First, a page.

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Summary: An expository sermon on Ephesians 1.3-14. The sermon is particularly focused on the "Godhead" as presented in the passage. Three more sermons from these verses will follow.

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Looking through the Kaleidoscope

Ephesians 1.3-14

Jeff Foster (Cortez, Colorado)

Do you like grand beginnings?

Star Wars; Baseball’s Opening Day; New Year’s Eve/Day; Weddings.

Paul’s letter to the Ephesian church has a grand beginning.

Ephesians 1.3-14 forms just one sentence in the Greek language.

Translators have added a number of periods, breaking up Paul’s sentences into easier-to-read sound bites, but something of the dramatic impact is lost in the translation.

Paul begins his letter with a burst of energy . . . he neither pauses for breath, nor punctuates his words.

This passage has been described as . . .

"As we enter this epistle through a magnificent gateway. It is a golden chain of many links, and a kaleidoscope of dazzling lights and shifting colors.

"A snowball tumbling down a hill, picking up volume as it descends."

"Some long-winding racehorse . . . careering onward at full speed."

"Like the preliminary flight of an eagle, rising and wheeling around, as though for a while uncertain what direction in his boundless freedom he shall take."

Read Ephesians 1.3-14.

These verses are written in the style of a eulogy.

When we hear "eulogy," we think of funerals and the words of remembrance that are spoken, but a eulogy is actually merely a statement of praise (or blessing) spoken in honor of a person.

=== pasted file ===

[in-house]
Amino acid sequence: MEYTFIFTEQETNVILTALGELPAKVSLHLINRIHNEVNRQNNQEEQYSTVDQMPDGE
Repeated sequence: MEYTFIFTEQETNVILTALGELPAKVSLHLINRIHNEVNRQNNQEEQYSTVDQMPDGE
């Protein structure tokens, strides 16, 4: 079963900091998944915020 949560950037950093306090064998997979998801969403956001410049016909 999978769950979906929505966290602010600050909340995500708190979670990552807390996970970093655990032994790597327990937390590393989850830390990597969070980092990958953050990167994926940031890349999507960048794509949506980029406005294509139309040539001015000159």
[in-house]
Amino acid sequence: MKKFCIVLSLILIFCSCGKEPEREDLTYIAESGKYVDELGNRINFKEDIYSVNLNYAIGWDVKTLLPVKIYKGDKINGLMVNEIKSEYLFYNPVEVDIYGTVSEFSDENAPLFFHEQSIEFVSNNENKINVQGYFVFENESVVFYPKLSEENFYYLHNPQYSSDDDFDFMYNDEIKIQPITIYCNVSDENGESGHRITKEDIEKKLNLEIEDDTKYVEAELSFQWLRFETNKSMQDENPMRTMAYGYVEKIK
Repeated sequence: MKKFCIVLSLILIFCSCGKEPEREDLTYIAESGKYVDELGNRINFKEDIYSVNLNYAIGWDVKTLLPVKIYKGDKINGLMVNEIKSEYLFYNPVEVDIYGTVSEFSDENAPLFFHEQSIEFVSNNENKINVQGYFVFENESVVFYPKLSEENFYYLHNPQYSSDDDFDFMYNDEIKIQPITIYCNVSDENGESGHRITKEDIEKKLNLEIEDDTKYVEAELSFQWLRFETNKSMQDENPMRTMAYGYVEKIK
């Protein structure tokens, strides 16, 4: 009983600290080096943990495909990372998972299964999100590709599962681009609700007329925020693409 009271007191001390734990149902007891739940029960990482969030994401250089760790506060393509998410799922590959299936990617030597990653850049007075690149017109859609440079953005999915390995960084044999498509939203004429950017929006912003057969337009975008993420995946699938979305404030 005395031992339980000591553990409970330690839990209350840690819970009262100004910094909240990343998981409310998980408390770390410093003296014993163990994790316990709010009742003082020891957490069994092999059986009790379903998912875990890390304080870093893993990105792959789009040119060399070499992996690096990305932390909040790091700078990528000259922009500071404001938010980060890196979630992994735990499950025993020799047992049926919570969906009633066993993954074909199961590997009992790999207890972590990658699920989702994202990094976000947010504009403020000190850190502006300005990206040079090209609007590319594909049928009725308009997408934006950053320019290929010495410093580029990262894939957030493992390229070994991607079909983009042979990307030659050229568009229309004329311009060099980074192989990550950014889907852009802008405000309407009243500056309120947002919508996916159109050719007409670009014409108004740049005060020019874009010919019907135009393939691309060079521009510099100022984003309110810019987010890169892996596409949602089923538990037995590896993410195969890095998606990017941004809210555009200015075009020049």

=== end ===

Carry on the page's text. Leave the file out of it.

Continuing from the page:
In the case of Paul and the text before us, the object of praise is God. Paul begins his letter to the Ephesians by praising (or blessing) God for the unsurpassed blessings he gives his people.

In this statement of praise, Paul speaks of the entire "Godhead." Godhead (or "Trinity") is a term that describes the relationship between the three "personalities" of God revealed in the Bible.

Godhead (or Trinity) is a term that describes the relationship between the three Apersonalities@ of God revealed in the Bible.

First, there is God the Father, the Creator.

Second, there is God the Son, Jesus Christ.

Third, there is God the Holy Spirit.

The Father, Son, and Spirit are one, they are God, yet each can also be understood as a distinct personality (or person). They are three while being one.

We do not have to go very far into the Bible to discover that God is a trinity of persons within one being.

In Genesis 1.1 we are introduced to God as the one who conceives and designs the works of creation. "In the beginning God created the heavens and the earth."

Because he is the mastermind behind creation and the one who generates the universe, we recognize him as the Father of lights from whom derives every good and perfect gift (see James 1.17).

In the first sentence of the Bible, God is presented as the Father and originator of the created world.

In Genesis 1.2 we are introduced to God as the Spirit who watches over the works of creation in his of protector and perfecter. "The Spirit of God swept over the face of the waters" (this is the Holy Spirit).

In Genesis 1.3 we are introduced to the "Word" of God through whose agency God’s will becomes activated. "Let there be light," God said, "and there was light."


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